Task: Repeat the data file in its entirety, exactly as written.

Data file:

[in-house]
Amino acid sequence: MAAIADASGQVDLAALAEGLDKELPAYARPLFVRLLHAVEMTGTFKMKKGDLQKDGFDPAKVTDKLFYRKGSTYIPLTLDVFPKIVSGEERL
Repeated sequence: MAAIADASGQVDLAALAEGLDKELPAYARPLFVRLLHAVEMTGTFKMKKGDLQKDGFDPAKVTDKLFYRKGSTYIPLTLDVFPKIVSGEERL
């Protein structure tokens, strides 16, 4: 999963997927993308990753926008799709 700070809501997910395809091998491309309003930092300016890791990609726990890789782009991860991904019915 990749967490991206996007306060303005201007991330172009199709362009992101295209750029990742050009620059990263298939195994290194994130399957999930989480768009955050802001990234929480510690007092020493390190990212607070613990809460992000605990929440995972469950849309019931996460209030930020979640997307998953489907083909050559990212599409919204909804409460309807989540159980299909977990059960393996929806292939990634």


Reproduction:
[in-house]
Amino acid sequence: MAAIADASGQVDLAALAEGLDKELPAYARPLFVRLLHAVEMTGTFKMKKGDLQKDGFDPAKVTDKLFYRKGSTYIPLTLDVFPKIVSGEERL
Repeated sequence: MAAIADASGQVDLAALAEGLDKELPAYARPLFVRLLHAVEMTGTFKMKKGDLQKDGFDPAKVTDKLFYRKGSTYIPLTLDVFPKIVSGEERL
């Protein structure tokens, strides 16, 4: 999963997927993308990753926008799709 700070809501997910395809091998491309309003930092300016890791990609726990890789782009991860991904019915 990749967490991206996007306060303005201007991330172009199709362009992101295209750029990742050009620059990263298939195994290194994130399957999930989480768009955050802001990234929480510690007092020493390190990212607070613990809460992000605990929440995972469950849309019931996460209030930020979640997307998953489907083909050559990212599409919204909804409460309807989540159980299909977990059960393996929806292939990634």